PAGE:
On Feb. 7, the Senate Judiciary Committee made the first step toward what cannabis advocates hope will eventually be interstate trade in cannabis, when the committee held a public hearing on Senate Bill 582.
The bill would establish a framework for “cross-jurisdictional coordination and enforcement of marijuana-related businesses,” between adjoining states in which cannabis is legal (right now, that would be California, Nevada and Washington). The bill specifically prohibits transporting marijuana by air, because airspace is federally regulated, or through “any mode of transportation subject solely to federal regulation.”
That latter condition would appear to leave open the eventual movement of cannabis on highways and roads subject to state and local regulation, although it is unlikely cannabis producers or wholesalers will be in a hurry to challenge federal laws that forbid such movements.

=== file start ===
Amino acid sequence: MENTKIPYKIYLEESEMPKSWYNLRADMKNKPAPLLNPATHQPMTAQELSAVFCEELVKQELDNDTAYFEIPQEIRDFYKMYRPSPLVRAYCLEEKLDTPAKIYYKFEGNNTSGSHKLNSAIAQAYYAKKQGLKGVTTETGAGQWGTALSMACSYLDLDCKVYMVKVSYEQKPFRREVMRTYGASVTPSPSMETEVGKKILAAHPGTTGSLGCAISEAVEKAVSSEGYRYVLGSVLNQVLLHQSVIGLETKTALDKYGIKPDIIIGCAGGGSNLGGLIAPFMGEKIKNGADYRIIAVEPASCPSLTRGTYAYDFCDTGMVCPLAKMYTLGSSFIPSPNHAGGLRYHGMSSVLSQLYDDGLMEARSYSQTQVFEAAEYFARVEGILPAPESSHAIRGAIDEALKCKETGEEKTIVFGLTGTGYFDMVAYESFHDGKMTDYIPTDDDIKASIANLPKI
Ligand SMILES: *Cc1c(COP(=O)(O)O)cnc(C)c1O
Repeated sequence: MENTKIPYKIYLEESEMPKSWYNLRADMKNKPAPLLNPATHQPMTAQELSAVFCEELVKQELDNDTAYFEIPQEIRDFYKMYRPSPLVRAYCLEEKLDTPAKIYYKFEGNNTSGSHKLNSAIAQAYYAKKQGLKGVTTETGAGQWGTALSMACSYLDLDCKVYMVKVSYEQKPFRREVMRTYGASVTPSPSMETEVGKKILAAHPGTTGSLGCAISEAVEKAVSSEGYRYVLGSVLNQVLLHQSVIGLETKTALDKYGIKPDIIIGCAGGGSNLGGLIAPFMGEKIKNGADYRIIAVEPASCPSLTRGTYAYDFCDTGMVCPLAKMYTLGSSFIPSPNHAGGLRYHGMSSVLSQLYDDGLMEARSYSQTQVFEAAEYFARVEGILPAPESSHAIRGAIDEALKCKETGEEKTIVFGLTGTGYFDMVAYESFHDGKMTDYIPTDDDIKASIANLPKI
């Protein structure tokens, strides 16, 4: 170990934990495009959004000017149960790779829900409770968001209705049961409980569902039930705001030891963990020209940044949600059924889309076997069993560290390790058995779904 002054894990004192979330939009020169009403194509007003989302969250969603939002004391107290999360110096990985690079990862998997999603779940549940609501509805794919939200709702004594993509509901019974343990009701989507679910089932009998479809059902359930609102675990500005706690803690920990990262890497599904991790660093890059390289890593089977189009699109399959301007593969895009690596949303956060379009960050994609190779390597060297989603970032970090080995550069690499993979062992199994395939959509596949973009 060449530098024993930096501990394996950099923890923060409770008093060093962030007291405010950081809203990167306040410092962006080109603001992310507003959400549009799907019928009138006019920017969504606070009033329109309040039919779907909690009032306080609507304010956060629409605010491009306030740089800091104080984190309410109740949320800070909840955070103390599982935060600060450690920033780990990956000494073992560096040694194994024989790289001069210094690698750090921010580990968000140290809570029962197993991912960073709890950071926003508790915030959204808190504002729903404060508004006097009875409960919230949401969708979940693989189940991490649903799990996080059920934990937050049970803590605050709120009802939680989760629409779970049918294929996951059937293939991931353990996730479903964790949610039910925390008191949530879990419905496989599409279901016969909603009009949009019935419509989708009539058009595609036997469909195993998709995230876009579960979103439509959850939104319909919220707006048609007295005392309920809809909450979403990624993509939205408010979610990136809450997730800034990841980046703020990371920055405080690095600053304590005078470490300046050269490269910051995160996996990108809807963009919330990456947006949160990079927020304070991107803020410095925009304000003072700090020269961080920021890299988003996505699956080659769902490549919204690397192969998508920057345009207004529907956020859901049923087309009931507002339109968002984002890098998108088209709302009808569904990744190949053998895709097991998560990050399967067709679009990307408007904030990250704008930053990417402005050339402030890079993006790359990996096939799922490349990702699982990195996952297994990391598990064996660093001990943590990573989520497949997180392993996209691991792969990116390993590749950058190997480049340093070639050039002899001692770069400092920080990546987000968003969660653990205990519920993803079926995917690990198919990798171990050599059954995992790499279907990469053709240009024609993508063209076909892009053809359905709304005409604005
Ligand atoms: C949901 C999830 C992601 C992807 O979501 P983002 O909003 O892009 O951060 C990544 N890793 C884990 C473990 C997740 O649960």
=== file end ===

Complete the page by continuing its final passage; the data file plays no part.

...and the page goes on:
Among those testifying in favor of the move toward cross-border cannabis: the city of Portland. Suk Rhee, the director of the city’s Office of Community and Civic Life, and Brandon Goldner, the city’s cannabis program supervisor, said Oregon can help other states get implement recreational cannabis and extend the state’s brand ahead of eventual national legalization.
“Recreational cannabis marketplaces in each state have been limited to trade within their own borders,” they said in written testimony. “We believe the time has come for that to change.”
By now, the towering over-supply of recreational cannabis in Oregon is a matter of widespread knowledge.
Policymakers decided early on that they’d target the state’s illegal market by granting an unlimited number of licenses to grow and sell recreational weed. That policy succeeded: a recent report from the Oregon Liquor Control Commission found that there’s currently six-and-a-half years worth of consumption